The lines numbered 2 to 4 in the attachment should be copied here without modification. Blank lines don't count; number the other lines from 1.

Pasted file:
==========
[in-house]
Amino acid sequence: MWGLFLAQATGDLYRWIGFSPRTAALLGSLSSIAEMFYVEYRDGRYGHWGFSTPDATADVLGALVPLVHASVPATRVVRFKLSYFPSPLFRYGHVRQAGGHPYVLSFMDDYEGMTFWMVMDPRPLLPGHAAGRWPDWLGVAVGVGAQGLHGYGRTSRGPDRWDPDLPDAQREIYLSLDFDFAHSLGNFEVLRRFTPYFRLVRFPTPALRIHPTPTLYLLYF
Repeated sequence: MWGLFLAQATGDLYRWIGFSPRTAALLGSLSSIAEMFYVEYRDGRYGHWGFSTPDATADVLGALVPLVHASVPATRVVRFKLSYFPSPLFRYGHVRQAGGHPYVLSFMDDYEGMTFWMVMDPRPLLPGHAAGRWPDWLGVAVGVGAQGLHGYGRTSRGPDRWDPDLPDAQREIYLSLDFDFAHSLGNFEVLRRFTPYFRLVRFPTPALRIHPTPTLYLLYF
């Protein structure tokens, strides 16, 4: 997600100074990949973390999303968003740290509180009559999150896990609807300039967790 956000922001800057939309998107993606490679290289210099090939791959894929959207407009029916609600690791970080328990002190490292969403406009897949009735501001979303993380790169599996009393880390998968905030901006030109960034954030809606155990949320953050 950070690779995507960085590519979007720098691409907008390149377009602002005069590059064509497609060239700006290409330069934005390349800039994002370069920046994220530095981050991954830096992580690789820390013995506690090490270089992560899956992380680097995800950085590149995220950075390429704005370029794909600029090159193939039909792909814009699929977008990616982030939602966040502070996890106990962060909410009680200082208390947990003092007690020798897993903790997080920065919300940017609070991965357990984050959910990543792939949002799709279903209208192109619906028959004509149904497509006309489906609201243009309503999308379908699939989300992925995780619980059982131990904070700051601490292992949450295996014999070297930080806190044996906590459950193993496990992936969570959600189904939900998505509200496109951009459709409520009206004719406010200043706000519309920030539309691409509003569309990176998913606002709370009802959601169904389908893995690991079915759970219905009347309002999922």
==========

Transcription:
Amino acid sequence: MWGLFLAQATGDLYRWIGFSPRTAALLGSLSSIAEMFYVEYRDGRYGHWGFSTPDATADVLGALVPLVHASVPATRVVRFKLSYFPSPLFRYGHVRQAGGHPYVLSFMDDYEGMTFWMVMDPRPLLPGHAAGRWPDWLGVAVGVGAQGLHGYGRTSRGPDRWDPDLPDAQREIYLSLDFDFAHSLGNFEVLRRFTPYFRLVRFPTPALRIHPTPTLYLLYF
Repeated sequence: MWGLFLAQATGDLYRWIGFSPRTAALLGSLSSIAEMFYVEYRDGRYGHWGFSTPDATADVLGALVPLVHASVPATRVVRFKLSYFPSPLFRYGHVRQAGGHPYVLSFMDDYEGMTFWMVMDPRPLLPGHAAGRWPDWLGVAVGVGAQGLHGYGRTSRGPDRWDPDLPDAQREIYLSLDFDFAHSLGNFEVLRRFTPYFRLVRFPTPALRIHPTPTLYLLYF
């Protein structure tokens, strides 16, 4: 997600100074990949973390999303968003740290509180009559999150896990609807300039967790 956000922001800057939309998107993606490679290289210099090939791959894929959207407009029916609600690791970080328990002190490292969403406009897949009735501001979303993380790169599996009393880390998968905030901006030109960034954030809606155990949320953050 950070690779995507960085590519979007720098691409907008390149377009602002005069590059064509497609060239700006290409330069934005390349800039994002370069920046994220530095981050991954830096992580690789820390013995506690090490270089992560899956992380680097995800950085590149995220950075390429704005370029794909600029090159193939039909792909814009699929977008990616982030939602966040502070996890106990962060909410009680200082208390947990003092007690020798897993903790997080920065919300940017609070991965357990984050959910990543792939949002799709279903209208192109619906028959004509149904497509006309489906609201243009309503999308379908699939989300992925995780619980059982131990904070700051601490292992949450295996014999070297930080806190044996906590459950193993496990992936969570959600189904939900998505509200496109951009459709409520009206004719406010200043706000519309920030539309691409509003569309990176998913606002709370009802959601169904389908893995690991079915759970219905009347309002999922």